Skip to main content

A better culture starts with better conversations.

Written by: Rebecca Davis is chief executive of West Midlands Employers.
Published on: 2 Mar 2023

The recruitment market is challenging. While some recruitment is positive for councils and an opportunity to bring new talent into an organisation, too much at once can overwhelm an organisation and leave significant skills gaps. Retention is a key lever in our resourcing toolkit and one that is often not given as much importance as recruitment.  Retention is more complex and is deep rooted in the culture of an organisation and the sub-cultures of teams. 

Having better, more courageous conversations can help to address issues and it involves intentionally having discussions and interactions around complex issues of organisational justice, race and privilege, with people at work. These conversations are courageous because they require being open to sharing your own experiences and to hearing the experience of others, it also means challenging views and confronting your own beliefs. Traditionally in organisations we have avoided these discussions. 

By creating a safe space and holding retention focused conversations around  difficult subjects organisations can look to make changes and evolve, before losing talent. Often honest conversations take place during an exit interview and that is too late to make those changes – the proverbial ‘horse has bolted’. By holding these interviews earlier, with those teams and individuals that contribute to your organisation and have valued skills and attributes, there is an opportunity to stem the flow of talent.

It is important to remember a brave or courageous conversation can be subjective to the individual and contextual to the situation.  What one person might find routine might cause another person sleepless nights. What makes an issue brave to someone else is their ‘lived experience’ and is at the very heart of inclusion.  Brave conversations are those initiated with the purpose of discussing issues that are difficult and uncomfortable, from a place of support, curiosity and wanting to do better.

It is important to understand people are not always equal in a difficult conversation about culture and experience – and those with power in either a situation or organisation must recognise that power and how it can play out in a difficult conversation, taking steps to minimise the impact and empowering both parties. Examples of this might be to ask someone to be accompanied to a meeting by a supportive colleague or choosing a location which is neutral to have the conversation. This is often why exit interviews are seen as ‘honest feedback’ because at the point an employee has decided to leave, the power dynamics have shifted.

The first step is to create an environment in an organisation where these are encouraged – a high support and high challenge culture. Too much support without building in challenge can result in a ‘low challenge/ high support’ culture that can lead to poor outcomes and delivery. Good conversations to improve culture need planning, sustainability and require development of employees and managers to raise their confidence in holding them, thus creating a ‘culture’ of feedback.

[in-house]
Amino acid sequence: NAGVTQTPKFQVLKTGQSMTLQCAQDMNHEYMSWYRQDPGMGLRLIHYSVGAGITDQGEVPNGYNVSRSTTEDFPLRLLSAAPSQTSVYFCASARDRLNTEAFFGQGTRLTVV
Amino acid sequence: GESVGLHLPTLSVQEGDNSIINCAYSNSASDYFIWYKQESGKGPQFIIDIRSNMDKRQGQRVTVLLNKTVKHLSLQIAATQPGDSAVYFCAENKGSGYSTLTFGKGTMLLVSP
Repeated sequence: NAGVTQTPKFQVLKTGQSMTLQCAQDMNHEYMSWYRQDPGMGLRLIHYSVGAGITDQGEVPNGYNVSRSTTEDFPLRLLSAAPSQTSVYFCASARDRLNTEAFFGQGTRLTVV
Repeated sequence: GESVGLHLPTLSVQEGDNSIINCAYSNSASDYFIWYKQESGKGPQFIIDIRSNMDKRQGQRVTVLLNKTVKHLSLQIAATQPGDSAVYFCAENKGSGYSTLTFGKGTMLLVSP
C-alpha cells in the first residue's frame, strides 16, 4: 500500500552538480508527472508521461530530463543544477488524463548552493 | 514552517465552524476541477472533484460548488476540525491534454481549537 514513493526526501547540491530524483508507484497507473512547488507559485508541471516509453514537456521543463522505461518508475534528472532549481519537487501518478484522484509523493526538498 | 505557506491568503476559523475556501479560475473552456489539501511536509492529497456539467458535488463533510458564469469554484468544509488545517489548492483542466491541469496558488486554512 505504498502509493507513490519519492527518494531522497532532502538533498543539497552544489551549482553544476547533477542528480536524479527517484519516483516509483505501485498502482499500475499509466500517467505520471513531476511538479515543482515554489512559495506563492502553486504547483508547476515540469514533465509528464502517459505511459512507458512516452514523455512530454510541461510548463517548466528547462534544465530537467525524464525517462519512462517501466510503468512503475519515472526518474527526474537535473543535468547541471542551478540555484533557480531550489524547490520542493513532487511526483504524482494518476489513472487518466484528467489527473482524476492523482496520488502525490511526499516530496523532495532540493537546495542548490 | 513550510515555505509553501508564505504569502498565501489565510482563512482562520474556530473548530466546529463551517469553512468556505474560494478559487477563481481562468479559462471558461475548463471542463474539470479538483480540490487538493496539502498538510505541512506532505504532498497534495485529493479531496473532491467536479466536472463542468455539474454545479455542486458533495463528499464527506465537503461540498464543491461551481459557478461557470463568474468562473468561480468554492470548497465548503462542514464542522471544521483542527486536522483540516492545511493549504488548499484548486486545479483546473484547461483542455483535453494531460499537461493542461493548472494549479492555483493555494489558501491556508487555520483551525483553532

Some suggestions for ensuring you have a courageous conversations with a successful outcome:

Build trust. To create a culture and environment for brave conversations to take place we have to have an environment where there is a high level of trust.

Outcome focused. Have a clear focus and purpose. Know what you want to get out of the conversation and do what you can to get it.

Active listening. Avoid distractions and practice active listening. Care and value each individual by actively working to acknowledge differences and assume good intent, being open to what the other person is saying.

Stay curious. You don’t know what you don’t know. Be ready to learn, unlearn, and relearn.

Understand power. Recognise brave conversations are at the heart of inclusion and are subjective and contextual to someone’s lived experience.

Develop managers.  Support employees to have the tools and techniques to have different types of conversations and be used to giving and receiving feedback in different scenarios.

By focusing on improving the outcome of the conversations taking place and holding regular ‘retention’ discussions (particularly with those in hard to fill areas) employers can understand where and how quickly they need to address issues and employees can feel listened  to. There is no magic formula to retention but using courageous conversations to create a better culture can foster an inclusive organisation, where we retain more of our key people.

These themes are a golden thread across the support we provide to managers and leaders. Our new Accelerating Inclusion Through Allyship programme dedicates an entire module to courageous conversations, providing people with frameworks for approaching difficult conversations, strategies to manage discomfort and importantly how to end a difficult conversation positively. 

Rebecca Davis is chief executive of West Midlands Employers.